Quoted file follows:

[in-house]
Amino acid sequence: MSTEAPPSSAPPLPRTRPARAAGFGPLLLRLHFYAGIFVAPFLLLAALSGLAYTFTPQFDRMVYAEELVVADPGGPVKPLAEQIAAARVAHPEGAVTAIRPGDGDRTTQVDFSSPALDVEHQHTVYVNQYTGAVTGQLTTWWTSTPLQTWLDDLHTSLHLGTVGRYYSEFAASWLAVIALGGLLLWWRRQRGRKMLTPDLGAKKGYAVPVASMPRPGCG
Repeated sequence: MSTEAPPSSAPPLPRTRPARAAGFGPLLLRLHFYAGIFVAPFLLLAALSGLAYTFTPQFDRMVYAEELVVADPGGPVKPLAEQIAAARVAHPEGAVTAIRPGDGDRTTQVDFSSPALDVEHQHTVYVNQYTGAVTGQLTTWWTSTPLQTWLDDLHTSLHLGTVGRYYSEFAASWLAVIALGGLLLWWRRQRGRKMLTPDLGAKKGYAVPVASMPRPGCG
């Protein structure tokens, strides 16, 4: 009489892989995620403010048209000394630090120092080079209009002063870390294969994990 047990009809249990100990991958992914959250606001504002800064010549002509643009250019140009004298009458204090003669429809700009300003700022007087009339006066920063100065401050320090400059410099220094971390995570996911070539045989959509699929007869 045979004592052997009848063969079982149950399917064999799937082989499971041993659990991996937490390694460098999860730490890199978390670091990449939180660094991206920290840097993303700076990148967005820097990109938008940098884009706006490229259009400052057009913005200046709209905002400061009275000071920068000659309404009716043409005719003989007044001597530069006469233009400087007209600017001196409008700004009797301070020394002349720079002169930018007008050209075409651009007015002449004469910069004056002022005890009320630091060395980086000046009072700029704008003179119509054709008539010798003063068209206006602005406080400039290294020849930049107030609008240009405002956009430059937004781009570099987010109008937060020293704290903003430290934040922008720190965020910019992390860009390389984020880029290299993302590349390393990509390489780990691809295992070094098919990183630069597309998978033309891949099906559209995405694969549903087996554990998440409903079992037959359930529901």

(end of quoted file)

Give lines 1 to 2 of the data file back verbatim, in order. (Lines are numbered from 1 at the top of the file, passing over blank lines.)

[in-house]
Amino acid sequence: MSTEAPPSSAPPLPRTRPARAAGFGPLLLRLHFYAGIFVAPFLLLAALSGLAYTFTPQFDRMVYAEELVVADPGGPVKPLAEQIAAARVAHPEGAVTAIRPGDGDRTTQVDFSSPALDVEHQHTVYVNQYTGAVTGQLTTWWTSTPLQTWLDDLHTSLHLGTVGRYYSEFAASWLAVIALGGLLLWWRRQRGRKMLTPDLGAKKGYAVPVASMPRPGCG